T1D and Parental Guilt: A Parent’s Response

7/20/17
WRITTEN BY: Cole Fenske
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Beyondtype1.org recently posted a story by my daughter, Rachel Fenske, titled “T1D and Parental Guilt: A Child’s Reflection.” My story is a response to her story from a parent’s point of view.

All parents hope for is a happy and healthy baby, but parents also try to prepare emotionally and psychologically to take care of their child regardless of the circumstances of their birth or changes throughout their life. It is a challenging role and yet one we take on willingly.

A Type 1 diabetes diagnosis is cruel to everyone involved and evokes a host of reactions. From a parent’s perspective, yes, guilt plays a part. Are MY genes contributing to the problem, isn’t there something I could have done to help my child avoid this? Etc.

But a much larger part is love and compassion (and not out of guilt). Most parents love their child more than they love themselves. They will do whatever it takes to help their child grow, excel and succeed. And they will do anything to help alleviate suffering for their child. They won’t stop at shoving their child out of the way of a speeding car and taking the hit themselves, spending themselves bankrupt funding experimental health treatments or donating their own critical organs to their child.

Sadly, Type 1 diabetes brings much pain and almost no way to relieve it. For a parent there is no worse agony than to watch your child suffer relentlessly (endless needle pricks, frequent doctor visits and uncomfortable medical procedures, the confused, fatigued lows, the thirsty, dizzy highs).

And worst of all is the thought that if you or your child miss diagnosing and then treating a high or low that they could actually die. And you would never be able to see them or hold them or kiss them ever again. That is soul crushing. This you must live with every minute of every day for the rest of your life.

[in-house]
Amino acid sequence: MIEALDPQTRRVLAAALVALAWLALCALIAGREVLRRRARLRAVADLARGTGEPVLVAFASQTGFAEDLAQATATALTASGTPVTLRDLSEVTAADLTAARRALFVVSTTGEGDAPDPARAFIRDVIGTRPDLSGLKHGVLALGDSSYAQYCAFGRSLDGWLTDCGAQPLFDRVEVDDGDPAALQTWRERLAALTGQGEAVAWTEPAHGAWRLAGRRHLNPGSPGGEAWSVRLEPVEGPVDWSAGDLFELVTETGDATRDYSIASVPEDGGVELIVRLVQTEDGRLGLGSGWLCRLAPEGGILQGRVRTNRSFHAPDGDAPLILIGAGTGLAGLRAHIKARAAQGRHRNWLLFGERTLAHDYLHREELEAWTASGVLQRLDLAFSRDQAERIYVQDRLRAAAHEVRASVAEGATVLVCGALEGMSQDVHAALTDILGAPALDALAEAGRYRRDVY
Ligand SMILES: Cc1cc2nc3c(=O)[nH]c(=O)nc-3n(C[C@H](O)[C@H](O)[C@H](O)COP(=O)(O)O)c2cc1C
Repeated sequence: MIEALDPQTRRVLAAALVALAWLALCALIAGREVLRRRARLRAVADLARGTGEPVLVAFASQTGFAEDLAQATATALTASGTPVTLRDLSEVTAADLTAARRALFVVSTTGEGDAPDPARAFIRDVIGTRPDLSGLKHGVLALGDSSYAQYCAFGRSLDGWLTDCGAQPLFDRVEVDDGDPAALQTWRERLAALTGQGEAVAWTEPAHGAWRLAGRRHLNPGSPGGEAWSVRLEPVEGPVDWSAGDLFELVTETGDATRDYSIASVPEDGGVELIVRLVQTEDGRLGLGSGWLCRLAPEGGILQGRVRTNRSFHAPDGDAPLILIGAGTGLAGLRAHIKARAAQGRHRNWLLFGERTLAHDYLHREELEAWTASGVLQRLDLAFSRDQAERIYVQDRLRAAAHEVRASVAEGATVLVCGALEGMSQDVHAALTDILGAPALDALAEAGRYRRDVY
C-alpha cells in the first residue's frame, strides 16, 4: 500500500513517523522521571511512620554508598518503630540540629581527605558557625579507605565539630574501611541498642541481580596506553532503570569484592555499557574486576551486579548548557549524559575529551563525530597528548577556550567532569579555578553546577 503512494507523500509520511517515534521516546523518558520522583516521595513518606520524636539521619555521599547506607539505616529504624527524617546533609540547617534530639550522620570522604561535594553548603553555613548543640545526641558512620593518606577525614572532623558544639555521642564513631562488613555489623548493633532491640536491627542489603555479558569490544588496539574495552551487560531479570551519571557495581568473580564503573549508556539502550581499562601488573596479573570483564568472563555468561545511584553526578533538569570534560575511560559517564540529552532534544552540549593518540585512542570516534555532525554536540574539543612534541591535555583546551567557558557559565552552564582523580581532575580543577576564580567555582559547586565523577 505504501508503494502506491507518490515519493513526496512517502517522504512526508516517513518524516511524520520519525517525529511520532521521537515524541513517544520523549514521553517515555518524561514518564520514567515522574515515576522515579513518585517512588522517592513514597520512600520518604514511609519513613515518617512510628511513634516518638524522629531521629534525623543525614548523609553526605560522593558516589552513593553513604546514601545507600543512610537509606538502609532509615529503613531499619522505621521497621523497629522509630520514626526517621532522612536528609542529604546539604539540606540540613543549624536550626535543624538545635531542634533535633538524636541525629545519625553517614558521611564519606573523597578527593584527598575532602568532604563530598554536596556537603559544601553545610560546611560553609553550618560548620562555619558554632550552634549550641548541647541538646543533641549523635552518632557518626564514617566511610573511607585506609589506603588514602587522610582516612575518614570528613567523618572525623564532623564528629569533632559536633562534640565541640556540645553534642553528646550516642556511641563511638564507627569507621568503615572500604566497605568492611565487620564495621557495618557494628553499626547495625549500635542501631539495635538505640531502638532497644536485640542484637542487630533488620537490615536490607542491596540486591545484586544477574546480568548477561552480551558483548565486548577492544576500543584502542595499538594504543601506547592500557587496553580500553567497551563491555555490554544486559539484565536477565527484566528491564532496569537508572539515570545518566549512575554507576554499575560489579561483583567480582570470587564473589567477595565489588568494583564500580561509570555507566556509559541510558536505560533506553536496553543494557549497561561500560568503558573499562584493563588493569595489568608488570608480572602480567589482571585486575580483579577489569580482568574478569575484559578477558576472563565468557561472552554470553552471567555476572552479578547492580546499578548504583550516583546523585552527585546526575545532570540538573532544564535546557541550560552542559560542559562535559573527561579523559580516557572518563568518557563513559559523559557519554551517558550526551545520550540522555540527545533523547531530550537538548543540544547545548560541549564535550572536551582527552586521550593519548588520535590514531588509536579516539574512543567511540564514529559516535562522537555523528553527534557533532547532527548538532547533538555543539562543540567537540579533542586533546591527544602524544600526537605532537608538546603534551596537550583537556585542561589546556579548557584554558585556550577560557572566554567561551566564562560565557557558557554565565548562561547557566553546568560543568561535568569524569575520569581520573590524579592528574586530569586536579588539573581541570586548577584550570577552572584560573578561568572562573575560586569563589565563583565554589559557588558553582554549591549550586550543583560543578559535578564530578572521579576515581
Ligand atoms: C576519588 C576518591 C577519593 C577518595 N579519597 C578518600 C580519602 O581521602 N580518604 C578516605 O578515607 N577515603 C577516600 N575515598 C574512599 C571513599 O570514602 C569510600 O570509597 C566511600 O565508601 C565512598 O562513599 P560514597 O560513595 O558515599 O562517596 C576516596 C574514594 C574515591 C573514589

And yet this is nothing compared to what your child must live with every minute of every day for the rest of their life.

And so as a parent, you cling to the hope that T1D is survivable. That when it is well managed your child can live a long, productive life. Because the other thing a parent wants most is for their child’s life to be better than their own. To live longer, have a more fulfilling career, see more exciting places. And of course, to have the joy of having children of their own. Because as a parent you know there is no greater joy than when you come home and your 2-year-old runs across the backyard to jump into your arms.

And so yes, there is guilt. How could there not be? But there is also love. So much love. More than you can ever imagine.


Read T1D and Parental Guilt: A Child’s Reflection by Rachel Fenske.



Cole Fenske

Pushing 60, Cole has been happily married for decades to the most wonderful woman and he has three smart, beautiful daughters. He's a 30+ year veteran of the financial software business, who is a closet writer and loves science, history and travel. Our youngest daughter was diagnosed with Type 1 diabetes at age 17.